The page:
After the huge popularity of Charleston’s first Pecha Kucha event back in November, folks made sure they snatched up tickets for Wednesday’s show & tell/open mike/happy hour event (Feb. 25). We’re told they sold out in eight hours. That’s pretty impressive for what is essentially a mini lecture series featuring the city’s creative elite. The big turn-out, plus the great speakers, reflects the strength of Charleston’s growing cultural community. Can we say inspired? (Scroll down for gallery.)
Over 250 people filled the American Theater for the event, and those who couldn’t get tickets were packed like sardines into Fish next door. Guests snacked on salty popcorn and beer, while inside by the stage a screen showed a constantly-updating stream of PK-related tweets and texts. After an introduction from organizers, we were treated to six short presentations (six minutes and 40 seconds to be exact … there was a timer) from the featured speakers about their artistic process. Here are some highlights:
- Jimihatt. The bearded founder of Guerrilla Cuisine seemed at home on stage, with a can of beer in his hand. He rushed through a show-and-tell, with slides from past Guerrilla Cuisine events and fliers. When he started undoing his belt and dropped his pants at the end of his presentation, gasps were heard throughout the room. Luckily, he was just showing off his sweet Guerrilla Cuisine drawers. Gotta get me some of those.
- Mary Norton. Dressed impeccably in a sparkly dress and some killer yellow heels from her last collection, this local and national handbag (and accessories) superstar gave us a lot of insight into what inspires her. Things like her dreams, her family, and Mrs Robinson of The Graduate (the reason for her sexy trademark leopard-print liners). She walked us through the thought process behind her latest collection, inspired by the senses. Suddenly, fashion really seems like a legitimate artform. At least in Mary Norton’s hands.
- Michael Maher. After dealing with a few technical issues, Maher charmed us with his well-planned slideshow, that featured video clips of young people asking about issues related to civic design in the city. “Are you responsible for the buildings that stick out like a sore thumb?” “What about housing I can afford?” “What’s in store for the future of Charleston?” Maher answered all of these questions, then finished with one of his own: “What are you doing to make Charleston’s future better?” Whatever happens, it’s exciting stuff.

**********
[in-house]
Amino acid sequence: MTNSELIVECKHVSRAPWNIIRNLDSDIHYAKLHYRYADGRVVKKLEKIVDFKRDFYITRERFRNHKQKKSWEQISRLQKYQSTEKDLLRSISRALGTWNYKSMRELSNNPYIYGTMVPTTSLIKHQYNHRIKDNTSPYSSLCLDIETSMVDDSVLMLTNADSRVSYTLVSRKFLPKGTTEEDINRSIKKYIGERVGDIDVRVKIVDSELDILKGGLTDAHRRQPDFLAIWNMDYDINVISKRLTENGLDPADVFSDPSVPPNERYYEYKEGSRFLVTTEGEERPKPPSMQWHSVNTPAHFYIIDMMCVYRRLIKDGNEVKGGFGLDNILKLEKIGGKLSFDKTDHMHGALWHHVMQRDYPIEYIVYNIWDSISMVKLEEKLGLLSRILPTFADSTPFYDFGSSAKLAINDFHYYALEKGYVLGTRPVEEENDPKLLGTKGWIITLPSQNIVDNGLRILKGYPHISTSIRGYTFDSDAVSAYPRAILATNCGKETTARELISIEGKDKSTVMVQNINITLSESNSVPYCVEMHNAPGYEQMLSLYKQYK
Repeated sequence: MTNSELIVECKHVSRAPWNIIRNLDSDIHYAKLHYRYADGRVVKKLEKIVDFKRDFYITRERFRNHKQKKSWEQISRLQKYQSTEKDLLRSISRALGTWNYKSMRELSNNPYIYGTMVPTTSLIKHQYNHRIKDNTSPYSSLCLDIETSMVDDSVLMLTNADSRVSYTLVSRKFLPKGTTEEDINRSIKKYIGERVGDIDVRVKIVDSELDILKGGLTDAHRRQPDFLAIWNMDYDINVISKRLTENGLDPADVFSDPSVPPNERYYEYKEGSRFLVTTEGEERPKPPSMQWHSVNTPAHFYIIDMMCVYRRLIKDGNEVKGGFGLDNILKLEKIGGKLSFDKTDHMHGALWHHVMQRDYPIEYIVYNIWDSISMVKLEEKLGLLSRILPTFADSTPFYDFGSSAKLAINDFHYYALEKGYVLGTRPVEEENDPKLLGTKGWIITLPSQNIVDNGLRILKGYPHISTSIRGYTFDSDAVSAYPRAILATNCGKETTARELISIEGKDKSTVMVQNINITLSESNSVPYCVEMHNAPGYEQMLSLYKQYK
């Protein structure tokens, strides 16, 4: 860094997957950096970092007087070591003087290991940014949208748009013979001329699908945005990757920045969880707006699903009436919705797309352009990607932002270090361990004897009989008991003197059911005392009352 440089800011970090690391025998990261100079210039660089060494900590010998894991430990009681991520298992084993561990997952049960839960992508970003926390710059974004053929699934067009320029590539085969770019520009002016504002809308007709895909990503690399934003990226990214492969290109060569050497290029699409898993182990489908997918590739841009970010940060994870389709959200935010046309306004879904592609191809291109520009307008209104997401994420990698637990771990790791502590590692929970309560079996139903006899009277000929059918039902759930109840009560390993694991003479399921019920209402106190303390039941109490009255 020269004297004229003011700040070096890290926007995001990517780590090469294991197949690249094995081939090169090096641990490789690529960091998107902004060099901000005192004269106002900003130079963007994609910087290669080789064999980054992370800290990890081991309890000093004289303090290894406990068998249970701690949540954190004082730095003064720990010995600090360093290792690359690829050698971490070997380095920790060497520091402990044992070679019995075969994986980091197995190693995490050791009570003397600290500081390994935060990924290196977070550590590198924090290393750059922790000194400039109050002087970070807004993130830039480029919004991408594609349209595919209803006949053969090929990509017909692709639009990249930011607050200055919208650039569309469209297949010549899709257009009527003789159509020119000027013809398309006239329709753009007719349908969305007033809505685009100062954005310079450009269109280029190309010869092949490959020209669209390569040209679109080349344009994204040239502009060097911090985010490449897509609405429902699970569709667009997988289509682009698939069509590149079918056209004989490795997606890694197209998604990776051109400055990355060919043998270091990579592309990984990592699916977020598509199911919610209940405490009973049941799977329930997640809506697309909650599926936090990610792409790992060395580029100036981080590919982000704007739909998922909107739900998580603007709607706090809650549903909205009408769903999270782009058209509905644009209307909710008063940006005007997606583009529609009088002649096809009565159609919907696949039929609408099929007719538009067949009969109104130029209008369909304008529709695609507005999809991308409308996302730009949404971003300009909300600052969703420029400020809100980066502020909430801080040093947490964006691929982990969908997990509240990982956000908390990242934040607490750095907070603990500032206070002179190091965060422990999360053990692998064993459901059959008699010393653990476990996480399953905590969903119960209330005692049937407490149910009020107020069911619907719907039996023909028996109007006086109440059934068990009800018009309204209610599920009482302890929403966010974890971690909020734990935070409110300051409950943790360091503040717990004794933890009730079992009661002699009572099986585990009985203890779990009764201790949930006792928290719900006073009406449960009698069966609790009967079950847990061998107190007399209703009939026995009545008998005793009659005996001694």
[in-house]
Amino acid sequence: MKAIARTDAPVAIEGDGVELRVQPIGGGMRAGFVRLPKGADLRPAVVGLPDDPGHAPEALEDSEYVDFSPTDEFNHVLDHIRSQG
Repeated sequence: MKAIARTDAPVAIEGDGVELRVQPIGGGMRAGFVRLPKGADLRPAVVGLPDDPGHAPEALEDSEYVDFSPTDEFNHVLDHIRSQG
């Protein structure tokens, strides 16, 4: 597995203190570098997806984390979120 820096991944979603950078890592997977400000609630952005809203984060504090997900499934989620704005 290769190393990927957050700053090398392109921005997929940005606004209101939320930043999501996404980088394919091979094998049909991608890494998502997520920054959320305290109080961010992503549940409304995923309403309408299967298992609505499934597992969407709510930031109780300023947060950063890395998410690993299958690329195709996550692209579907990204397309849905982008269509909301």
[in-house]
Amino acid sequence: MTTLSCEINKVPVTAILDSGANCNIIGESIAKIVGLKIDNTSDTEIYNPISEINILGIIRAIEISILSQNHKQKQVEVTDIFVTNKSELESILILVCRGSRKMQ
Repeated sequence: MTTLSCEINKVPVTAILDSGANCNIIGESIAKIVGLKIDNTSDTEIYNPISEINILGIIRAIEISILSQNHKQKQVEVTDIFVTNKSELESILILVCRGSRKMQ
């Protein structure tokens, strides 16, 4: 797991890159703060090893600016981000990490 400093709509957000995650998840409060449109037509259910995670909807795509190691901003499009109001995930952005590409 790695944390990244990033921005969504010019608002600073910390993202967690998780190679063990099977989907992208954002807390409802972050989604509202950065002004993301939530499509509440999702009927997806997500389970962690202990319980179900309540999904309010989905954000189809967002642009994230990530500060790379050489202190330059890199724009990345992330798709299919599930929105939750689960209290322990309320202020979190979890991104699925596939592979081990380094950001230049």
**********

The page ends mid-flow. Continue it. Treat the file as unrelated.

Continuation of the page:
- Diana Deaver. The beautiful young photographer talked about fashion in her lilting European accent. Her slideshow featured some gorgeous people from around town wearing great clothes, and she spoke about a project she’s working on that focuses on the art and power of personal style. It’s a creative outlet that should be embraced by everyone.
- Gil Shuler. This renowned graphic designer presented a slideshow of some of his favorite designs from over the years, and, personally, made me feel pretty sad for my limited creativity. The way this guys’s brain works is a little astounding. Many of the designs and logos he’s created are M.C. Escher-esque, particularly the final slide he showed, of Alpha Dog/Omega Cat’s logo. Many of his designs seem simple at first, but when you look closer, there’s always a smart little twist that works into the concept (see, I can’t even put it into words).
- Mike Moran. The young owner of Michael James Moran Woodworked Furniture was introduced as a tree hugger who likes listening to sad music when he cooks and sleeps with a teddy bear his sister gave him. How could you not like a guy like that? After giving a brief introduction, he stepped back and filled the majority of his six minutes with a video showing long, lazy clips of different kinds of trees. The guy is passionate about trees. And he loves using trees/wood to create beautiful furniture with his bare hands. But how does he justify the killing of the much-loved trees to make furniture? We know he’s got a good answer to that question … we just wish he’d addressed it.
- Sharon Graci. With actor Paul Whitty, Graci spent most of the time performing a scene from the upcoming production of Hogs. The scene was tense, powerful, and a little uncomfortable (in a good way). What better way to understand their artistic process than by seeing it in action? –EJ